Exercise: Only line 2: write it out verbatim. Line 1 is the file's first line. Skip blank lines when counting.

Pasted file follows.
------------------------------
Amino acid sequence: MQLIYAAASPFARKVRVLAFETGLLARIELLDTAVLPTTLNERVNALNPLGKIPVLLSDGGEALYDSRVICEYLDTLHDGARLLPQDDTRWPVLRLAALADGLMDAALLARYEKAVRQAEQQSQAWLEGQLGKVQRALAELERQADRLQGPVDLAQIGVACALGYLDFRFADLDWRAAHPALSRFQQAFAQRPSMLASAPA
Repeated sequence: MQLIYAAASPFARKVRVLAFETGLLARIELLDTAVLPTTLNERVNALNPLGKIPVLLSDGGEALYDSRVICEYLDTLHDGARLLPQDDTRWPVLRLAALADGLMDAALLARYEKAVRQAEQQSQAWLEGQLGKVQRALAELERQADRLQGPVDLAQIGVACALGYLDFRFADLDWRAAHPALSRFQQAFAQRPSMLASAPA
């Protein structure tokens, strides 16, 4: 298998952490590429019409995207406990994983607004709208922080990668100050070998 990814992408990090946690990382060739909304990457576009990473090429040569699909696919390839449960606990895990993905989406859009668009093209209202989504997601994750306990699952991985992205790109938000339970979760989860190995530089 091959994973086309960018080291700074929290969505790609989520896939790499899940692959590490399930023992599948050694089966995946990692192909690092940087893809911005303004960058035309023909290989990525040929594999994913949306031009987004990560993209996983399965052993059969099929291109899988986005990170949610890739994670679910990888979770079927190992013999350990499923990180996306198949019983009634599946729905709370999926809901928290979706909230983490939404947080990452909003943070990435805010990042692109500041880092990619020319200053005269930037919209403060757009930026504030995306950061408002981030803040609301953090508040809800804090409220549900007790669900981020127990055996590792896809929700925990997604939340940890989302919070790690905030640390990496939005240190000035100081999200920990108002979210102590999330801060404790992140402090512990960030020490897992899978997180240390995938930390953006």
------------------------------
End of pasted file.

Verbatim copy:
Repeated sequence: MQLIYAAASPFARKVRVLAFETGLLARIELLDTAVLPTTLNERVNALNPLGKIPVLLSDGGEALYDSRVICEYLDTLHDGARLLPQDDTRWPVLRLAALADGLMDAALLARYEKAVRQAEQQSQAWLEGQLGKVQRALAELERQADRLQGPVDLAQIGVACALGYLDFRFADLDWRAAHPALSRFQQAFAQRPSMLASAPA